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  18. I have never written a pattern and I probably wouldn’t because my math skills are not very good. I have rewritten patterns that I have bought because the instructions were either poorly written and just unclear. I always make notes along the way.

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  19. I think I would develop a pattern if and when I have a quilt that I think would appeal to many. Based on your posting, it would be wiser to wait until I am more adept at the math and have the time for multiple tests of the pattern. Thanks for the helpful information. :)

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  20. Oh MY No I haven’t and I wouldn’t think of it. there are so many beautiful patterns others have done I am overwhelmed by wanting to make them all. Thanks for the chance at the give away.

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    1. You’re right. Pressing has an “artistic” element too. Sometimes you press so elements in your design recede or come forward and that has nothing to do with dark/light. It’s true of my pattern-in-the-making and that makes the paper-piecing process very challenging.

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  21. I’m new to quilting so I haven’t designed any patterns yet. There are so many good ones for sale now that I would not know where to start! Thanks for the giveaway.

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  22. I have written plenty of quilting tutorials on my blog, but never one that could be marketed in paper form. My problem isn’t the writing portion, it’s the graphic part! I don’t know what computer program would be the best to design the graphics for a pattern. Any suggestions on that end of the process would be GREAT!

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    1. I’ll get back to you on that Julie. I’m a little Byzantine in my approach–I do things in Microsoft Publisher, but Apple’s program isn’t too bad to work with. Graphic designers use InDesign and the like.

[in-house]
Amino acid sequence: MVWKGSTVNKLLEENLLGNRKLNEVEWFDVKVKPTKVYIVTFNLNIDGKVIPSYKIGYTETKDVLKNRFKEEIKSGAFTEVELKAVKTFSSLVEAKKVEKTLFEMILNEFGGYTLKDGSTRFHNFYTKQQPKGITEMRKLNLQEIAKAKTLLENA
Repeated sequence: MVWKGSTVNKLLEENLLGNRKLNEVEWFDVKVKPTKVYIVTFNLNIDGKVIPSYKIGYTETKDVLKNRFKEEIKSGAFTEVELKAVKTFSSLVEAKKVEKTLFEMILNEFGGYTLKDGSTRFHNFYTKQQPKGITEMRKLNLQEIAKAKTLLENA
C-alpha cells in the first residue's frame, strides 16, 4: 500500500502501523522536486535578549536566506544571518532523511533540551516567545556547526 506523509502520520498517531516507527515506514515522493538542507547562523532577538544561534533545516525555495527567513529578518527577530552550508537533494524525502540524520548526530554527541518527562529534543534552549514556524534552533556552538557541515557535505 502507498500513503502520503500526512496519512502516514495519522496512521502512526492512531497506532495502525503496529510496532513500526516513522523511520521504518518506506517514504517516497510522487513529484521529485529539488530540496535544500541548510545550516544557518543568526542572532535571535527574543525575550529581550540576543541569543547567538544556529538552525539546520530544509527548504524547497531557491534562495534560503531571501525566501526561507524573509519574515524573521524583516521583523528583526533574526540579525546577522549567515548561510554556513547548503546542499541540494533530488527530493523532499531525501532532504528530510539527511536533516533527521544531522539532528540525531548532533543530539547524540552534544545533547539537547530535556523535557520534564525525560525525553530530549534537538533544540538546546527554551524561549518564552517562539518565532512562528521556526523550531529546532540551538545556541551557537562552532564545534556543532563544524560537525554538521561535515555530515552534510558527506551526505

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  23. A friend, Helen Hardesty, and I put together an entire book of patterns for pieced blocks with Irish names which was published by American School of Needlework as “Irish Quilts” in 1987. We never received any complaints about the instructions or the math, so I guess they were okay, and it sold well.

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  24. As a retired Home Economics teacher, I feel confident that I could write the directions clearly for a pattern, but why when there are so many good ones out there already? I do have a few unique things that I have done over the years, but not interested in selling them. As I have read through the comments posted before reading this I would like to suggest that you post some suggestions for those who are writing as to how they can protect their ideas as evidenced by Quiltknit. Thanks

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    1. Indeed. As a freelance writer/publicist, I do know the potential for copyright infringement is very high nowadays in this connected world. I’ll mull over your suggestion and ask around for suggestions. Thank you.

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  25. I have considered doing a pattern, just haven’t designed anything worth sharing. After reading your post, it looks like a lot of work! And if truth be told,Ii think I would rather be sewing…..but thank you for giving a really good framework in case I decide to do this.

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  26. I doubt that I would ever write a pattern. It seems to me that there are enough patterns out there already. Just a change in fabric selection can result in very different quilts. That being said, I would mind winning one of the patterns.

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    1. I had not quilted in a long time. Then my son in Afghanistan asked for one. I am finishing two for him. I went through all the patterns. Then of course there is the Bible so to speak done years ago by Jinny Beyer. There are so many books. I look at like this: There is nothing New Under The Sun! So, design away. The pattern just needs to catch your imagination and That I think depends on the fabric.

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  27. I have tried to develop patterns for sale. I did a Child’s Quilt for a Quilt store. Did so at invitation of the store. Well, I even printed the patterns for Retail. The Store took the Quilt and the pattern. Supposedly on consignment. Guess I was naive. Never got a dollar for any of the sales. Never got my Quilt back- it disappeared from the store and never got a copy of pattern back. I never purchased another piece of Fabric from that store.